BSc (Hons) Biochemistry with Toxicology, University of Surrey, 1995. PhD University of Glasgow, 1999
BSc (Hons) (University of Surrey, Guildford),
PhD (University of Glasgow),
Georgina Hold graduated from the University of Surrey in 1995 with an upper second class honours degree in Biochemistry/Toxicology. She moved to the University of Glasgow in the Division of Infection and Immunity, studying the role of bacteria in paralytic shellfish poisoning. After gaining her PhD in 1999, Dr Hold continued to study microbial diversity, but switched her attention to studying microbial relationships within the gastrointestinal tract, working in the Gut Microbiology Group at the Rowett Research Institute. In 2001, Dr Hold moved to the University of Aberdeen to become involved in the development of the new Gastroenterology (GI) research group within the Division of Applied Medicine. The overall objective in her research is to understand the impact of gastrointestinal microbes in human diseases. In particular, understanding the interactions between resident microbes and their host and how changes in the microbiota impact on human health. Developing greater understanding in this area will allow us to further appreciate the contribution that gut microbes play in diseases and potentially develop therapeutic strategies to maintain healthy microbial consortia. Since 2006, the focus has been on understanding the impact of the intestinal microbiota on chronic inflammatory disease processes of the human colon. This programme was established due to the unusually high incidence of both colorectal cancer and inflammatory bowel disease (IBD) within the North East of Scotland. Both of these diseases have a strong microbial involvement. Her research has a strongly collaborative flavour and she works with several national and international research collaborators. At present she has over 80 publications that are published or in press and Georgina is regularly invited to give conference and institutional lectures and expert opinion on my area of research.
Georgina was awarded a Fulbright scholarship in 2014 – 2015 which was undertaken at Harvard T. H. Chan School of Public Health where she retains an honorary appointment.
Dr Georgina Holds main research interest is in microbially induced chronic inflammation. The work is focussed on understanding the pathogenesis of gastric cancer, colorectal cancer and inflammatory bowel disease. The common theme is the link between microbially-induced gastrointestinal inflammation and risk of malignant transformation. The main expertise is in molecular microbiology and molecular genetic research.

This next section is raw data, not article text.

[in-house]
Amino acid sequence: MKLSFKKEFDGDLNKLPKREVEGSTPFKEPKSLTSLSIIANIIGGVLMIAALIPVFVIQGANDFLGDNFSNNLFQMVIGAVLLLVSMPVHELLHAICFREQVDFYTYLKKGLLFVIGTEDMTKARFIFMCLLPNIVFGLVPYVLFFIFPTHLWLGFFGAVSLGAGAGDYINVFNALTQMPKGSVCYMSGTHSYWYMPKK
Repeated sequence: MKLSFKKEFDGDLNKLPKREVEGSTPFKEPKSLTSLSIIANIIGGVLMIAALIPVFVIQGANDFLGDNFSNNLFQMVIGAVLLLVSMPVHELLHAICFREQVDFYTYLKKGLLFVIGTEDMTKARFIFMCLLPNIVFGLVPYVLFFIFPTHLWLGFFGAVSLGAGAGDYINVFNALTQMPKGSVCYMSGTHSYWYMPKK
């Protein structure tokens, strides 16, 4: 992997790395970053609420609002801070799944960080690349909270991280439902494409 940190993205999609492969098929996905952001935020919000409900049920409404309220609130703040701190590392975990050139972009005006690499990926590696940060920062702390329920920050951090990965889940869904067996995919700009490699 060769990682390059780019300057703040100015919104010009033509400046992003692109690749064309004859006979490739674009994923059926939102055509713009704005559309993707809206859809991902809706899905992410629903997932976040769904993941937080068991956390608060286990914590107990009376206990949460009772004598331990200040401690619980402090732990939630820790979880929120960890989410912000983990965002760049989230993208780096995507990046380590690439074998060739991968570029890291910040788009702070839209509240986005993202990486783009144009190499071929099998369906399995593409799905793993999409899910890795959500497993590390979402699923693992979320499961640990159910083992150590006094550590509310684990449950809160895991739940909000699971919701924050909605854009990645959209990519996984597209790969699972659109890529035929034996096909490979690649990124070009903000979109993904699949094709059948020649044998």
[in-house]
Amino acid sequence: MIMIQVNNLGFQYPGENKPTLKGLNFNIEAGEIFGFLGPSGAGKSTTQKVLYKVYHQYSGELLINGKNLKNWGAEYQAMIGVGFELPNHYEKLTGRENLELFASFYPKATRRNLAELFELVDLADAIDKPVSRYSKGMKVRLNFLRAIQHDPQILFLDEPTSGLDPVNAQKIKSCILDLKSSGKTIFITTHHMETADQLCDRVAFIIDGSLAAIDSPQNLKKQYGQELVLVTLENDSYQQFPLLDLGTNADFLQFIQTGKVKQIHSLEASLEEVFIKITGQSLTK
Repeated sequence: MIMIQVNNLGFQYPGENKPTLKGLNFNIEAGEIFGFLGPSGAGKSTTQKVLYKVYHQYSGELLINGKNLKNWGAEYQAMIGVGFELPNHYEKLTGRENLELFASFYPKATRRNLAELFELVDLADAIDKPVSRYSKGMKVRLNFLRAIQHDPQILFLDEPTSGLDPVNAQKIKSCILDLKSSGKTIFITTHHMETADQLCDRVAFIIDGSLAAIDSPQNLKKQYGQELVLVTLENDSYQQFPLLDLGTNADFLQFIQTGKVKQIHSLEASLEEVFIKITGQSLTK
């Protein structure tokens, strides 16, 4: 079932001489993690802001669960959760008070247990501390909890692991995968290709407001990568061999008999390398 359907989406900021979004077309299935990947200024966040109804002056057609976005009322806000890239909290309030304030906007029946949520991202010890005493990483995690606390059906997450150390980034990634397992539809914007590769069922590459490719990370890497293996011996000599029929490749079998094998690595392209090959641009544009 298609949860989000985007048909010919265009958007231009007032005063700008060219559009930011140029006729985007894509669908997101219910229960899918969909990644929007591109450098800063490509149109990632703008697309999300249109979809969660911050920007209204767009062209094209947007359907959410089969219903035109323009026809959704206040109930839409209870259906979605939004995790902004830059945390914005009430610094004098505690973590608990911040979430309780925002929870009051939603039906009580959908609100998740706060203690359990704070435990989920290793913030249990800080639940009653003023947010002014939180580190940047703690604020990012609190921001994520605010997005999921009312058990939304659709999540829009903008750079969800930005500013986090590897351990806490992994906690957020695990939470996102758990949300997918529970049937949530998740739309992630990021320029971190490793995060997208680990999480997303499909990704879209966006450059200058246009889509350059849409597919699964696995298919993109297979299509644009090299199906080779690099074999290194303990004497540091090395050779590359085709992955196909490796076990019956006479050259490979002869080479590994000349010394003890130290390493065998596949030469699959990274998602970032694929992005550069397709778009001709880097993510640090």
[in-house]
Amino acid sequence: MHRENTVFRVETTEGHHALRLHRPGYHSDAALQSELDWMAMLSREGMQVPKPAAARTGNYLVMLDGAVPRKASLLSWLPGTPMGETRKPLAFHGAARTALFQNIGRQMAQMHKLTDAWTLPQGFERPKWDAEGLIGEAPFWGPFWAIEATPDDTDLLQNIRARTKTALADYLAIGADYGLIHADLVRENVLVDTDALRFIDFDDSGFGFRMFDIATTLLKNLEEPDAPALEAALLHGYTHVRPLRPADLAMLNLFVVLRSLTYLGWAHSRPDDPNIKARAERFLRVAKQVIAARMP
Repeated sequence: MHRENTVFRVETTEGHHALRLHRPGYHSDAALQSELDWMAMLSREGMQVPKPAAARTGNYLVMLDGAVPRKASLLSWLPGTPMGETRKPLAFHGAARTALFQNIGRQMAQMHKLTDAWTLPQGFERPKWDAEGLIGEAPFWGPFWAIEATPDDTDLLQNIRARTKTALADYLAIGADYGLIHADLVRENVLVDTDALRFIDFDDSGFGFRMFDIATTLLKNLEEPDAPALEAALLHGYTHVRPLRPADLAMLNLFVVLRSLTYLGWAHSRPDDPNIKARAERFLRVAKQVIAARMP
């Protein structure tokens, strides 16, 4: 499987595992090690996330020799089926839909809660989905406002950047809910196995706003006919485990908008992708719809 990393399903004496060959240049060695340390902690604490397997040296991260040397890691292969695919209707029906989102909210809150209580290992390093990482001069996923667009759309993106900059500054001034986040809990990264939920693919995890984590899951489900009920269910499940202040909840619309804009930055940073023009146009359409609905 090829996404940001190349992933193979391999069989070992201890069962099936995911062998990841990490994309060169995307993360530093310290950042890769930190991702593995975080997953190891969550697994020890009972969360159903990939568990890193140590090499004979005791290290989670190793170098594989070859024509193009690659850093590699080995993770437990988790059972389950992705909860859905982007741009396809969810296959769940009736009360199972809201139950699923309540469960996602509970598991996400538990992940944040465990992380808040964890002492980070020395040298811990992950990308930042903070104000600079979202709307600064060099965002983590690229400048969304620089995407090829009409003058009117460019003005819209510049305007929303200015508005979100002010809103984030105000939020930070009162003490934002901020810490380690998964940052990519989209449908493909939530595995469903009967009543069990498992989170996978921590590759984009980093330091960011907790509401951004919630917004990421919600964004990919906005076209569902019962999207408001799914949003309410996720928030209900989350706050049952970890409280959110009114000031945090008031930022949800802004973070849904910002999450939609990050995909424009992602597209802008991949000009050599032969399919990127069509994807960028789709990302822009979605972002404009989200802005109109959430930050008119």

Helicobacter pylori (Electron micrograph courtesy of Prof Dave Kelly, University of Sheffield)
FISH image of Helicobacter in close proximity
to the colonic mucosa
Molecular modelling of H. pylori TLR4 signalling complex expression (brown staining) in A) healthy
LPS within the TLR4 complex and B) inflamed stomach
The group has a special interest in studying Helicobacter pylori infection and the role of host genetic factors in upper GI cancer. The team also has special expertise in assessing the role of microbial diversity in inflammatory bowel disease and colorectal neoplasia. A major strength of the group is the full integration of the clinical GI service and the basic laboratory expertise, both based on the same campus. Institutional collaborations are strong with the Pathology, Immunology, Genetics and Microbiology groups and with the Rowett Research Institute. The group also has strong collaborations with national groups within the
Host/Microbial interactions within the gastrointestinal tract - especially focussing on the role of genetic polymorphisms in defining clinical outcome to chronic infections (main collaborators: Departments of Veterinary Medicine and Biochemistry, University of Cambridge.)
Role of host genetic factors in gastric cancer (main collaborators: National Cancer Institute / NIH, Bethesda, USA; Nagoya Graduate School of Medicine, Nagoya, Japan; Hamamatsu Univesity School of Medicine, Hamamatsu, Japan; Department of Internal Medicine, National Taiwan University Hospital, Taipei, Taiwan; Departamento de Microbiología, Facultad de Medicina, Universidad Autónoma de Nuevo León, Mexcio)
Pathogenesis of Helicobacter pylori infection (main collaborators: New York University School of Medicine; National Cancer Institute / NIH, Bethesda, USA; Vanderbilt University School of Medicine, Nashville, Tennessee, USA; University of Toronto, Toronto, Canada; European Helicobacter Study Group)
Role of chronic inflammation in pathogenesis of colorectal neoplasia (main collaborators: Rowett Research Institute)
Study of bacterial diversity in pathogenesis of colorectal neoplasia
Study of bacterial diversity and its functional consequences on pathogenesis of inflammatory bowel disease (Pan Scotland Research Initiative and the UK IBD research consortia)
Dr Hold is the Deputy Academic Development Coordinator for the School of Medicine and Dentistry. She is the programme co-ordinator for the newly launched Postgraduate Certificate in Medical Research Skills (PgCERT MRS) – a course designed specifically for Academic Foundation Programme (AFP) doctors to provide training in generic research skills within a clinical context (http://www.abdn.ac.uk/clsm/graduate/prospective/taught_details.php?code=MedRes§ion=introduction).
Dr Hold also runs the postgraduate teaching for AFP doctors and organises the Aberdeen Summer Research Student (ASRS) initiative for 1st and 2nd year medical students and also the overseas scholarship programme. Dr Hold is also a course coordinator for the Intercalated BSc Medical Sciences degree and lectures on various BSc and MSc degree programmes.
Expert Member of the North of Scotland Local Research Ethics Committee, sub committee and acting alternate Vice Chair of Committee 2